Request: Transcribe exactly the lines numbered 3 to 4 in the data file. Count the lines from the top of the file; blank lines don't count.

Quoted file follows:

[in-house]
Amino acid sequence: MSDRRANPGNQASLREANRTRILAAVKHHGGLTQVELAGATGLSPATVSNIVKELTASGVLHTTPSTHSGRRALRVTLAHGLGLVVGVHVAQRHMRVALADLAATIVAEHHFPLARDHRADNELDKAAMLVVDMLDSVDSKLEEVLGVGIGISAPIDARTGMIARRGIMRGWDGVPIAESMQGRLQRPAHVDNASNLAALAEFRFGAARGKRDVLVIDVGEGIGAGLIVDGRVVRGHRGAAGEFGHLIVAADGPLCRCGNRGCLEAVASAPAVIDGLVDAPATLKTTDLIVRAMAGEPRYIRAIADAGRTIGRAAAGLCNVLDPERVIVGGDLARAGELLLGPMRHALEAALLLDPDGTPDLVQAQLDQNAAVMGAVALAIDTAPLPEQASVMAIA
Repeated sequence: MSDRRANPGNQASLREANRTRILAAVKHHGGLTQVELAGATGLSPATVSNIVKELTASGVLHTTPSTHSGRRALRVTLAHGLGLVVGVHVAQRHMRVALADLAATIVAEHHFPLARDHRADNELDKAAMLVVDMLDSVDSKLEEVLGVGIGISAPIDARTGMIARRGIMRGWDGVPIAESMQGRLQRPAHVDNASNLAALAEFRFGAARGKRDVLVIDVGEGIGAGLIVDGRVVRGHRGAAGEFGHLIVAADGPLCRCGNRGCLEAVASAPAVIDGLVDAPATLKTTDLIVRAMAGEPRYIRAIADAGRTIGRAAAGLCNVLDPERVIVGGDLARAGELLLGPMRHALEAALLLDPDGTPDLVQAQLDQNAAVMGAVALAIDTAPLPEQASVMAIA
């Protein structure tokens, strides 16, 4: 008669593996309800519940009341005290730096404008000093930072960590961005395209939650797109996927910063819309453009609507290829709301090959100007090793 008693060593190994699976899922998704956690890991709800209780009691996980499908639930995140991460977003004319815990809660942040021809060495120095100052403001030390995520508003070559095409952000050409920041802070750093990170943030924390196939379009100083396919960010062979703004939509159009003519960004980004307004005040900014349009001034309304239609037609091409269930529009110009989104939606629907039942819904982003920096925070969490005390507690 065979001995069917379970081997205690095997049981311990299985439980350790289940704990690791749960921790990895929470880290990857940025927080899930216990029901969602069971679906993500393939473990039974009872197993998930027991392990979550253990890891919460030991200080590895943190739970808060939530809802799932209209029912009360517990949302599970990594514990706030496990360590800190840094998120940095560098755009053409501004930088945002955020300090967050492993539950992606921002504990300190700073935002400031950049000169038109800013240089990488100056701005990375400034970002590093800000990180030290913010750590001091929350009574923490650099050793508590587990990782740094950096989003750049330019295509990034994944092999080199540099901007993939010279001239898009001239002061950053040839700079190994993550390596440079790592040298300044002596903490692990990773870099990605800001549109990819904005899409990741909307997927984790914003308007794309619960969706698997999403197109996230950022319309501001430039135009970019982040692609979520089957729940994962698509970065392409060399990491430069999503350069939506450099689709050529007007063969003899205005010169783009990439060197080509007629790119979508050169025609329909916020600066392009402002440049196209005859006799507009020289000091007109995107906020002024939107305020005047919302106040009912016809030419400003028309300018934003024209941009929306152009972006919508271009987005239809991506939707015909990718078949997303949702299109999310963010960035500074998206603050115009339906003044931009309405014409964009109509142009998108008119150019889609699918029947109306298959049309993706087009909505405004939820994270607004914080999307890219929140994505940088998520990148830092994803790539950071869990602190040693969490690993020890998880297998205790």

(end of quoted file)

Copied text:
Repeated sequence: MSDRRANPGNQASLREANRTRILAAVKHHGGLTQVELAGATGLSPATVSNIVKELTASGVLHTTPSTHSGRRALRVTLAHGLGLVVGVHVAQRHMRVALADLAATIVAEHHFPLARDHRADNELDKAAMLVVDMLDSVDSKLEEVLGVGIGISAPIDARTGMIARRGIMRGWDGVPIAESMQGRLQRPAHVDNASNLAALAEFRFGAARGKRDVLVIDVGEGIGAGLIVDGRVVRGHRGAAGEFGHLIVAADGPLCRCGNRGCLEAVASAPAVIDGLVDAPATLKTTDLIVRAMAGEPRYIRAIADAGRTIGRAAAGLCNVLDPERVIVGGDLARAGELLLGPMRHALEAALLLDPDGTPDLVQAQLDQNAAVMGAVALAIDTAPLPEQASVMAIA
């Protein structure tokens, strides 16, 4: 008669593996309800519940009341005290730096404008000093930072960590961005395209939650797109996927910063819309453009609507290829709301090959100007090793 008693060593190994699976899922998704956690890991709800209780009691996980499908639930995140991460977003004319815990809660942040021809060495120095100052403001030390995520508003070559095409952000050409920041802070750093990170943030924390196939379009100083396919960010062979703004939509159009003519960004980004307004005040900014349009001034309304239609037609091409269930529009110009989104939606629907039942819904982003920096925070969490005390507690 065979001995069917379970081997205690095997049981311990299985439980350790289940704990690791749960921790990895929470880290990857940025927080899930216990029901969602069971679906993500393939473990039974009872197993998930027991392990979550253990890891919460030991200080590895943190739970808060939530809802799932209209029912009360517990949302599970990594514990706030496990360590800190840094998120940095560098755009053409501004930088945002955020300090967050492993539950992606921002504990300190700073935002400031950049000169038109800013240089990488100056701005990375400034970002590093800000990180030290913010750590001091929350009574923490650099050793508590587990990782740094950096989003750049330019295509990034994944092999080199540099901007993939010279001239898009001239002061950053040839700079190994993550390596440079790592040298300044002596903490692990990773870099990605800001549109990819904005899409990741909307997927984790914003308007794309619960969706698997999403197109996230950022319309501001430039135009970019982040692609979520089957729940994962698509970065392409060399990491430069999503350069939506450099689709050529007007063969003899205005010169783009990439060197080509007629790119979508050169025609329909916020600066392009402002440049196209005859006799507009020289000091007109995107906020002024939107305020005047919302106040009912016809030419400003028309300018934003024209941009929306152009972006919508271009987005239809991506939707015909990718078949997303949702299109999310963010960035500074998206603050115009339906003044931009309405014409964009109509142009998108008119150019889609699918029947109306298959049309993706087009909505405004939820994270607004914080999307890219929140994505940088998520990148830092994803790539950071869990602190040693969490690993020890998880297998205790």